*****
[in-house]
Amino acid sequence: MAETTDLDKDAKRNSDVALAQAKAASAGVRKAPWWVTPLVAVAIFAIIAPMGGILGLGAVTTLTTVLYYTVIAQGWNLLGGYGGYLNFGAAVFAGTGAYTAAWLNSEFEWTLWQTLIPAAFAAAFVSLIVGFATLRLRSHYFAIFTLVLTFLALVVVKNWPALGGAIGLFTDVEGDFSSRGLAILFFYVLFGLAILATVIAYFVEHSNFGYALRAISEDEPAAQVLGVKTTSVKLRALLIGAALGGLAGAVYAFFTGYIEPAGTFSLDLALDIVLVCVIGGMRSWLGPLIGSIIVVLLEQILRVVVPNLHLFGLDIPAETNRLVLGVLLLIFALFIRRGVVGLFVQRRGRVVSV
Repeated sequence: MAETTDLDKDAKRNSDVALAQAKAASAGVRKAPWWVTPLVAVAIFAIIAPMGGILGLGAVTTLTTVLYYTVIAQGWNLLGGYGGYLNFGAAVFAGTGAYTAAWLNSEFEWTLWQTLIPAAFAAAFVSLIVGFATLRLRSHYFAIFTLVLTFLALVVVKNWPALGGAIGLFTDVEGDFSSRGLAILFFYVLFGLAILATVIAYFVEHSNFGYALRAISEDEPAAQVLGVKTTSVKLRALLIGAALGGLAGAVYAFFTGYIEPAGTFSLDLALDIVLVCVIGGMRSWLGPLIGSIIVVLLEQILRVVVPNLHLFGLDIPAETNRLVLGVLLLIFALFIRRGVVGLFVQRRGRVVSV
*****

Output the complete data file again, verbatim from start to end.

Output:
[in-house]
Amino acid sequence: MAETTDLDKDAKRNSDVALAQAKAASAGVRKAPWWVTPLVAVAIFAIIAPMGGILGLGAVTTLTTVLYYTVIAQGWNLLGGYGGYLNFGAAVFAGTGAYTAAWLNSEFEWTLWQTLIPAAFAAAFVSLIVGFATLRLRSHYFAIFTLVLTFLALVVVKNWPALGGAIGLFTDVEGDFSSRGLAILFFYVLFGLAILATVIAYFVEHSNFGYALRAISEDEPAAQVLGVKTTSVKLRALLIGAALGGLAGAVYAFFTGYIEPAGTFSLDLALDIVLVCVIGGMRSWLGPLIGSIIVVLLEQILRVVVPNLHLFGLDIPAETNRLVLGVLLLIFALFIRRGVVGLFVQRRGRVVSV
Repeated sequence: MAETTDLDKDAKRNSDVALAQAKAASAGVRKAPWWVTPLVAVAIFAIIAPMGGILGLGAVTTLTTVLYYTVIAQGWNLLGGYGGYLNFGAAVFAGTGAYTAAWLNSEFEWTLWQTLIPAAFAAAFVSLIVGFATLRLRSHYFAIFTLVLTFLALVVVKNWPALGGAIGLFTDVEGDFSSRGLAILFFYVLFGLAILATVIAYFVEHSNFGYALRAISEDEPAAQVLGVKTTSVKLRALLIGAALGGLAGAVYAFFTGYIEPAGTFSLDLALDIVLVCVIGGMRSWLGPLIGSIIVVLLEQILRVVVPNLHLFGLDIPAETNRLVLGVLLLIFALFIRRGVVGLFVQRRGRVVSV